Tesla’s Autopilot self-driving system is being blamed in a rollover crash in Minnesota that injured five.

According to the Kandiyohi County Sheriff’s Office, the driver of the vehicle, 58-year old David Clark, was approaching an intersection when he turned the Autopilot system on, causing the car accelerate suddenly and veer off the road. The vehicle ended up on its roof in a marsh with all five occupants sustaining minor injuries.

Tesla’s Autopilot function is considered an SAE Level 2 autonomous system, meaning the car will accelerate and steer on its own, but the driver is expected to remain alert and intervene if necessary. In an emailed statement to Electrek, Tesla said it has yet to establish whether or not the Autopilot function was actually turned on at the time of the accident. The company also noted it is still the driver’s responsibility to ensure the safe operation of the vehicle when Autopilot is engaged.

“We are glad the driver and passengers are safe,” the statement read. “We are working to establish the facts of the incident and have offered our full cooperation to the local authorities. We have not yet established whether the vehicle’s Autopilot feature was activated, and have no reason to believe that Autopilot, which has been found by NHTSA to reduce accident rates by 40 percent, worked other than as designed.”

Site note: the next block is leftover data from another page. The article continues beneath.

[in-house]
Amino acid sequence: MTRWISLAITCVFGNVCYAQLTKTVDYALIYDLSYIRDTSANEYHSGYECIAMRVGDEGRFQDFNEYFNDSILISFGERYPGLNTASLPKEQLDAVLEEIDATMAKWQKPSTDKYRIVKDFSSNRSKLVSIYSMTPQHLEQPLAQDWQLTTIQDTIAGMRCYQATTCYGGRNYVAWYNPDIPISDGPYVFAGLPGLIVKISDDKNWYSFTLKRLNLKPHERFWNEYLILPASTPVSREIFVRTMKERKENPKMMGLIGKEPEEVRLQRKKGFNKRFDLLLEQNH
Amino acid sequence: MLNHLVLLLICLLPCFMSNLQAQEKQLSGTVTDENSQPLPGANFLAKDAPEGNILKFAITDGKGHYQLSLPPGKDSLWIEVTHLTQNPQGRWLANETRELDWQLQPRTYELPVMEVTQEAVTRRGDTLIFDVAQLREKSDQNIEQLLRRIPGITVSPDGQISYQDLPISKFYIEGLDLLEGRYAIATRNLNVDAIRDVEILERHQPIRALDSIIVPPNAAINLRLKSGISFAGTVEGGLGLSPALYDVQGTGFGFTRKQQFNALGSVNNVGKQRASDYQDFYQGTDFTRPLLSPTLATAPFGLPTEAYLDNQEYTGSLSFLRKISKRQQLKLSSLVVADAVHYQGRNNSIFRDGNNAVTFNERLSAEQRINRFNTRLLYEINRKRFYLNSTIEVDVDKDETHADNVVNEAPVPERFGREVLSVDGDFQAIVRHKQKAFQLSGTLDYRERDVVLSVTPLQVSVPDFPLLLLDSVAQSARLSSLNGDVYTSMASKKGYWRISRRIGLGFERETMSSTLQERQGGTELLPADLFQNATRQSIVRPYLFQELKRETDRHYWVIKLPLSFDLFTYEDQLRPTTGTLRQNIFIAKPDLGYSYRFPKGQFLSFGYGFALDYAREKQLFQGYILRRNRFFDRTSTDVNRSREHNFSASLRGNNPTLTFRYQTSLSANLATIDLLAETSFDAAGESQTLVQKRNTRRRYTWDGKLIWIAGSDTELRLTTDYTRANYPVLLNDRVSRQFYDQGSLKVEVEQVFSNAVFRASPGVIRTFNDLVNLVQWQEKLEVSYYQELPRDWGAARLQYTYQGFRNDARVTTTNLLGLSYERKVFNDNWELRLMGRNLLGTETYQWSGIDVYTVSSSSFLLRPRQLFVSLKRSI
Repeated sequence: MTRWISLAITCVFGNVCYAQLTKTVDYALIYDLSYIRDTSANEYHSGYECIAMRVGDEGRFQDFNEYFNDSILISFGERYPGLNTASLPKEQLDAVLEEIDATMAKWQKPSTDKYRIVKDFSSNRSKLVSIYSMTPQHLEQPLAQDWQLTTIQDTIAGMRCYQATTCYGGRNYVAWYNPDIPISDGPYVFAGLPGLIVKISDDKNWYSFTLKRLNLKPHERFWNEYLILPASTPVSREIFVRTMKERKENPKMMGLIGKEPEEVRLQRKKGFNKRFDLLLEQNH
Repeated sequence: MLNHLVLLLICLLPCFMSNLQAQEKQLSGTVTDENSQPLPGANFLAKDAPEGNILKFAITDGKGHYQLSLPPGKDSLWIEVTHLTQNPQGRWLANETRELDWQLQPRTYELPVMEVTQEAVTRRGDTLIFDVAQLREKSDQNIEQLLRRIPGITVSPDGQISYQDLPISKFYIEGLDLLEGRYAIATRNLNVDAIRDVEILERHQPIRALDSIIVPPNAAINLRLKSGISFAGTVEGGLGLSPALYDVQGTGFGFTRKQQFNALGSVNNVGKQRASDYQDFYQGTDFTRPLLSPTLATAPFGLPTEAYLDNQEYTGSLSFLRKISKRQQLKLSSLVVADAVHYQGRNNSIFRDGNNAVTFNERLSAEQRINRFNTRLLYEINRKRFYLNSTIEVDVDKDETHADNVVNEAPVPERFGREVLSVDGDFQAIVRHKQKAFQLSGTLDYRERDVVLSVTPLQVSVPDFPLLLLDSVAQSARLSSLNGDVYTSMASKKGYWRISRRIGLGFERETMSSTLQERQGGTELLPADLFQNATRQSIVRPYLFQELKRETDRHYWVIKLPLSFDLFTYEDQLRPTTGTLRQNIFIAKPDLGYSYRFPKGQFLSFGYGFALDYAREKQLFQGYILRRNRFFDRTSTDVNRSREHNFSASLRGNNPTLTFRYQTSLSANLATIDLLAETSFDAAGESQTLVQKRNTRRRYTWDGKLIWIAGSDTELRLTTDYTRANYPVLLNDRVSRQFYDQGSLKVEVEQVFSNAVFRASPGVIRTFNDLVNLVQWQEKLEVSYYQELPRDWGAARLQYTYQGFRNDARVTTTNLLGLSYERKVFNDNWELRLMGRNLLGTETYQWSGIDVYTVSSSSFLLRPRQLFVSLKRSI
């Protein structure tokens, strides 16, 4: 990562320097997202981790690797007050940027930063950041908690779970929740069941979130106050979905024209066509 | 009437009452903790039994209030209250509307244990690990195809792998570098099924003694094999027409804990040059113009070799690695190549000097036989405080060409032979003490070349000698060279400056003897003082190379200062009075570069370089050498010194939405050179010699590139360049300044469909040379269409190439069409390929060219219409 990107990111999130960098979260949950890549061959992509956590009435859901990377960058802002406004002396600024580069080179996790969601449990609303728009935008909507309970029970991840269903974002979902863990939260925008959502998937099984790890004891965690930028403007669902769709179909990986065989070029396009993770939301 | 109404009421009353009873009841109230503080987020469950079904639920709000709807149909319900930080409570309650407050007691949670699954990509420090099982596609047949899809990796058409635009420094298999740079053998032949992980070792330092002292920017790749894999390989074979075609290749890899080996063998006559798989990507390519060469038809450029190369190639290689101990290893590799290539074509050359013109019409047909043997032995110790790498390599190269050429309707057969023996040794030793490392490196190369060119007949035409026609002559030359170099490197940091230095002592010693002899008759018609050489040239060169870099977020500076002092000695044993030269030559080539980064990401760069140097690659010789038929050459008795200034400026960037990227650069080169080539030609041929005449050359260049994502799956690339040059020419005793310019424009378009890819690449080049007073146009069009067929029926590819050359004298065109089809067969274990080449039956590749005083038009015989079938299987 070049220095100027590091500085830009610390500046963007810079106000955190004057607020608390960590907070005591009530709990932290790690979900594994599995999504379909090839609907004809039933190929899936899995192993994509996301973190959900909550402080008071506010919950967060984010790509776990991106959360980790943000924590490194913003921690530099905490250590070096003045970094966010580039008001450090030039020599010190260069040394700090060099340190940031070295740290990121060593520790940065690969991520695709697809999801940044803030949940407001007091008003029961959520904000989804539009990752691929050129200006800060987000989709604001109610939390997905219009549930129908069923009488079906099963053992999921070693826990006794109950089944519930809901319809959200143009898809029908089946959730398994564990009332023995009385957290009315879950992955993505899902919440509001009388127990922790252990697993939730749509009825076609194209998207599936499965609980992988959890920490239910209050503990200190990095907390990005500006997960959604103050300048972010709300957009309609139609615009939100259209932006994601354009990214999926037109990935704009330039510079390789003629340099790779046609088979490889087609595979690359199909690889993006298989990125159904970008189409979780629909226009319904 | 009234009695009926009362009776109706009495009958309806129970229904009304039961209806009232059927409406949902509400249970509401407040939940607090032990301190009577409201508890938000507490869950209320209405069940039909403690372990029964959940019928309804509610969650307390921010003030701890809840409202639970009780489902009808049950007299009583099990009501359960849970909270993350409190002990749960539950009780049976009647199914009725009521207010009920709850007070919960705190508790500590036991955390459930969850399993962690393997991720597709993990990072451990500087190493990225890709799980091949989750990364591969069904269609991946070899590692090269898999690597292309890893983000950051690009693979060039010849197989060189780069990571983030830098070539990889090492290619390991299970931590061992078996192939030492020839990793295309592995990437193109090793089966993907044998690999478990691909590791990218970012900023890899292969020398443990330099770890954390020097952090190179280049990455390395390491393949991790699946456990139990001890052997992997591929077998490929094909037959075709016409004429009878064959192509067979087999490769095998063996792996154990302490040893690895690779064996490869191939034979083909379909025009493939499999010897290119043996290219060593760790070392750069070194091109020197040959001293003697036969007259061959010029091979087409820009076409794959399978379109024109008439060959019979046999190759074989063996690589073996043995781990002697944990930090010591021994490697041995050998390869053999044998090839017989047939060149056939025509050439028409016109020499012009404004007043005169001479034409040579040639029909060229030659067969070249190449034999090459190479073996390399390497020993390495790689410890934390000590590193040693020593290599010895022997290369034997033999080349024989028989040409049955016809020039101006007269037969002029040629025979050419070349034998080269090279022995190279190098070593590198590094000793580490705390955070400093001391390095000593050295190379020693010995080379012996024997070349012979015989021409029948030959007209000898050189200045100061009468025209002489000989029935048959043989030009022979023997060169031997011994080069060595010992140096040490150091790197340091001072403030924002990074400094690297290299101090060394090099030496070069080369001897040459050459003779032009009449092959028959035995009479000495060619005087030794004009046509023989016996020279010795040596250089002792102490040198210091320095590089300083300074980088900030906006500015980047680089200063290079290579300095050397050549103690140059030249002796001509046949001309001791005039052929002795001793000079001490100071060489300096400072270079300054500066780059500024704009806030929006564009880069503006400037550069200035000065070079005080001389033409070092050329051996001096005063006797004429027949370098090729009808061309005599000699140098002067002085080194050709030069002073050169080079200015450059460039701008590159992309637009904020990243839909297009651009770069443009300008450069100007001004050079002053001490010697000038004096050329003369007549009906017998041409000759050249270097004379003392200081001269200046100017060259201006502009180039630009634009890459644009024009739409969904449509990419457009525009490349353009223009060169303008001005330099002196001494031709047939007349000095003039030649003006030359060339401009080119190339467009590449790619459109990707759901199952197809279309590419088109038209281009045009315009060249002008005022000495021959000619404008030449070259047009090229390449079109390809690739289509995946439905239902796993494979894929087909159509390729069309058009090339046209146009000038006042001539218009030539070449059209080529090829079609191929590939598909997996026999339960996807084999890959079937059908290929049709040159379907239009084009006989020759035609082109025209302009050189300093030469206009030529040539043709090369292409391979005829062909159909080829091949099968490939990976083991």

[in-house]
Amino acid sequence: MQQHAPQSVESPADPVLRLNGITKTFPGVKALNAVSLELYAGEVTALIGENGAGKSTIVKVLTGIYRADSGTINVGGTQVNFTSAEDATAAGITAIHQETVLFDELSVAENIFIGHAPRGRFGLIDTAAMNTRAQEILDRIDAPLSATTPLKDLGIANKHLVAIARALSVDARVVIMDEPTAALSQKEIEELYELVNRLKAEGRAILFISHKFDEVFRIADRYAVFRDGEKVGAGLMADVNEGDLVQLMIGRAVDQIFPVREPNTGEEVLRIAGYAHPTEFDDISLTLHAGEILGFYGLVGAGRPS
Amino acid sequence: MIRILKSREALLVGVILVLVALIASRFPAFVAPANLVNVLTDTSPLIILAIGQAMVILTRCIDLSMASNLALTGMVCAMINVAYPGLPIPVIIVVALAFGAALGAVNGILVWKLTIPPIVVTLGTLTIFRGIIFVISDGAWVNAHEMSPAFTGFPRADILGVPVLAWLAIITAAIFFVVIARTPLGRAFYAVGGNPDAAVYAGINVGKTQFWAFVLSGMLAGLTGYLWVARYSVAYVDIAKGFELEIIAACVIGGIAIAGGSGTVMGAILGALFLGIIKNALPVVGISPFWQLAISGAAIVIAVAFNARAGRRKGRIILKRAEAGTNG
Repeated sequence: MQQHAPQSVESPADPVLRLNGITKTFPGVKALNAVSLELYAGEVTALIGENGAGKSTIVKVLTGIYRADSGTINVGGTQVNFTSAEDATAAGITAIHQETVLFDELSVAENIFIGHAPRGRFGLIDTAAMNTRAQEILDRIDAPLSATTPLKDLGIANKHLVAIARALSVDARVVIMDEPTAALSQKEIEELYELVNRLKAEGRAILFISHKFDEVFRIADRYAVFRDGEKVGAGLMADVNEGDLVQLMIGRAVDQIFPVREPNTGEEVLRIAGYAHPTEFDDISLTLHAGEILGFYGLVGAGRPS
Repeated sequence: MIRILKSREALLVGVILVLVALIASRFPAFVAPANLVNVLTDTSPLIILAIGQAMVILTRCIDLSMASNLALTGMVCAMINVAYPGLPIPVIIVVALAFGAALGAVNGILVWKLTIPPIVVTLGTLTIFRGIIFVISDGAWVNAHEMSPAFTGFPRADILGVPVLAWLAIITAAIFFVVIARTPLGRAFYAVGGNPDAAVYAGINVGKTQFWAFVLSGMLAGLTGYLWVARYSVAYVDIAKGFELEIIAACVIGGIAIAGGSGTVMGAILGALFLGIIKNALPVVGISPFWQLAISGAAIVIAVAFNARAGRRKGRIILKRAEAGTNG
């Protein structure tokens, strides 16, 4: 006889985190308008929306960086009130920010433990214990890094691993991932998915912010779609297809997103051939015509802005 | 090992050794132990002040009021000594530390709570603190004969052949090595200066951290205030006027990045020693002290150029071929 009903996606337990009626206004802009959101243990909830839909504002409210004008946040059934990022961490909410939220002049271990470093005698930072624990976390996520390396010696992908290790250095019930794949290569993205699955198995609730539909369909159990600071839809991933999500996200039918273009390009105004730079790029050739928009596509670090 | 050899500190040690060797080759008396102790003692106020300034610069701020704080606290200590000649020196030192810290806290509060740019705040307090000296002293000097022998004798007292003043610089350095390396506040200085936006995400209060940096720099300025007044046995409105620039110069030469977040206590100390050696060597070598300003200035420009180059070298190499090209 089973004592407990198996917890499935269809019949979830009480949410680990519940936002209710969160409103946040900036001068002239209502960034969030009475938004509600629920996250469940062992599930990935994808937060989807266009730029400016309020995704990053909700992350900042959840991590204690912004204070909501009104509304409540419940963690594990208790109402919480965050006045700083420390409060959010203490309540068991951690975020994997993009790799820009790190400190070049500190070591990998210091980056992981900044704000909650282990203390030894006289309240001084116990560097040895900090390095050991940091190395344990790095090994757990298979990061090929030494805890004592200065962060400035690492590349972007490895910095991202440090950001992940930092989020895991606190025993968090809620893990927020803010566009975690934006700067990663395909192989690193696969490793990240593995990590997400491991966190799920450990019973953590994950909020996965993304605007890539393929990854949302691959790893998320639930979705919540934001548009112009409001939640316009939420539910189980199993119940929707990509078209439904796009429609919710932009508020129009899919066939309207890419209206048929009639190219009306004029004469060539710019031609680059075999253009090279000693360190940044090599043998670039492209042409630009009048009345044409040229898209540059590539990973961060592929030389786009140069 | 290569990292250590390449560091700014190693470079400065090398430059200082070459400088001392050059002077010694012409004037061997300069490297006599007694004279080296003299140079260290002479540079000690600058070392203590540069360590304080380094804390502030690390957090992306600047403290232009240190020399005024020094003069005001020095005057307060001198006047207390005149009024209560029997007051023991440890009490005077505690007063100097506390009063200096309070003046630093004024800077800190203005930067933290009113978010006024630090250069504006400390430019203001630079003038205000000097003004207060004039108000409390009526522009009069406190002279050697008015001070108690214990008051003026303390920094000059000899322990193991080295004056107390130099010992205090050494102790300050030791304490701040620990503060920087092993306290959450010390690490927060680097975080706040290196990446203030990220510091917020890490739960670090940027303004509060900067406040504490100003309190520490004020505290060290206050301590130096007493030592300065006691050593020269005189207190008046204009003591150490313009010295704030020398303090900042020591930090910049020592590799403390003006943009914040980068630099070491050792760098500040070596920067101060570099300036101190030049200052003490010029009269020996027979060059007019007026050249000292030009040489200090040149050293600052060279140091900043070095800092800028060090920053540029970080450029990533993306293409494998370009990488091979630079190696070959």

“Every time a driver engages Autopilot, they are reminded of their responsibility to remain engaged and to be prepared to take immediate action at all times, and drivers must acknowledge their responsibility to do so before Autopilot is enabled. ”

In previous instances where Autopilot was blamed for causing a crash, Tesla was able to pull the data logs from the car and determine that it was the driver’s fault for either ignoring alerts or removing their hands from the steering wheel. It’s not year clear if Tesla was able to recover the data logs from this crash.


This article originally appeared at AutoGuide.com.